You know, in the end, like so many other times, we'll all probably pick up the check on this one. But, I still won't like it. One day, maybe, it'll finally end, hopefully before the nation collapses under the weight of a massive, impossible to fund socialist system. But who knows, maybe we'll all love it in that system, but it won't be the United States of America that I came to know and love--the one I thought was founded by our constitution. It might be better, but I doubt it.

"Hey- The choice is up t... (Below threshold)
Tim in PA:

"Hey- The choice is up to the Feds... They can fix this situation -that they caused- "out of court" and get by on the cheap.

OR they can wait for it to go to court and then the citizens of the area sue for "pain and suffering."

Well crap, I find myself agreeing with Paul on this one.

Congratulations, you win a cookie. Your point is concise and I don't think anyone will come up with an effective rebuttal.

.. Even though I still think that whatever levees they end up with will be half assed, and it will happen again, blah blah etc.

"If my house burns down, I ... (Below threshold)
doctorj:

"If my house burns down, I have insurance. If I lose my job and there's no work where I live, I move. If I'm stuck and I need money, I go to my family. If they can't provide, I'll ask my church for help. If I'm a non-believer, I can humble myself and _ask_ for help from numerous other agencies. (My church helps non-believers as well)"

JimB,
This just shows me how little you understand about the situation. Family, Church, insurance companies, EVERYTHING WAS DESTROYED. They all had NOTHING to give. And believe me, you would be screaming like a stuck pig if you saw the complete incompetance that has occurred. I just hope you get to experience something similar in your life so you can see how it feels to get the big F*U from the country you love when you are on your knees. ( Phillip II- I couldn't say it any better than what you posted.) I cried when I heard at noon today the government was going to fix the levees. They should have announced that the first week after the flood. It has just been cruel. It has changed my viewpoint of my fellow Americans for the rest of my life.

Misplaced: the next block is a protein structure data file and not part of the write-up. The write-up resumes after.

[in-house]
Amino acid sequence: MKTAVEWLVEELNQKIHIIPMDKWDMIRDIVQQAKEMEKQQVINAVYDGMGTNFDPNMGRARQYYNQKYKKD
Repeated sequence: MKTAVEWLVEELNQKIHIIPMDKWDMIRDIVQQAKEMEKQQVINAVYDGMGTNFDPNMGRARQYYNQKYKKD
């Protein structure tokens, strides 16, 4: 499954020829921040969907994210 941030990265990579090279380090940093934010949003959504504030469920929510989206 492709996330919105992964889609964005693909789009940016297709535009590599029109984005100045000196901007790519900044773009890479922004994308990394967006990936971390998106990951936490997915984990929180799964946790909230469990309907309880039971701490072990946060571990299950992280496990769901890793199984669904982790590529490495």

>It has changed my viewpoin... (Below threshold)
Paul:

>It has changed my viewpoint of my fellow Americans for the rest of my life.

I think in a way, my experience was worse in that it confirmed what I knew to be true in the dark corners of my heart but denied.

I might, if I'd had the chance, prefer to have been surprised.

But I know what you mean. It is really sad many Americans had more compassion for victims of the Tsunami than their fellow Americans.

Like so many other things in the last 3 months, I know I'll never forget it.

I live in New Orleans (in t... (Below threshold)
max:

I live in New Orleans (in the mercifully unflooded 'sliver along the river') and have a few thoughts about the debate in this thread.

1. The levees' failure is tragic; however the breaches in the levees either wouldn't have occurred or wouldn't have mattered if floodgates had been built. However the floodgate proposed by the Corps of Engineers at the mouth of Lake Ponchartain was stymied by the environmentalists and the floodgates later proposed by the Corps at the mouths of the canals whose levees broke were successfully opposed by the New Orleans Sewerage and Water Board (whose dredging of the 17th St canal may have contributed to the levee failure there).

2. Regardless of the merits of floodgates, the building of the levees is the responsibility of the US Corps of Engineers, and has been since at least 1928. There is no reason or excuse for the US government or the US people to turn their backs on New Orleans because the levees which the people of New Orleans were entitled to rely on failed.

3. IMO New Orleans needs floodgates far more than it needs levees and they can be built much more quickly, at least at the mouths of the canals. Floodgates work (see the Netherlands) while levees can fail, sometimes for unexplainable reasons. (At this point it is not clear why the levees on the London and 17th St Canals failed.)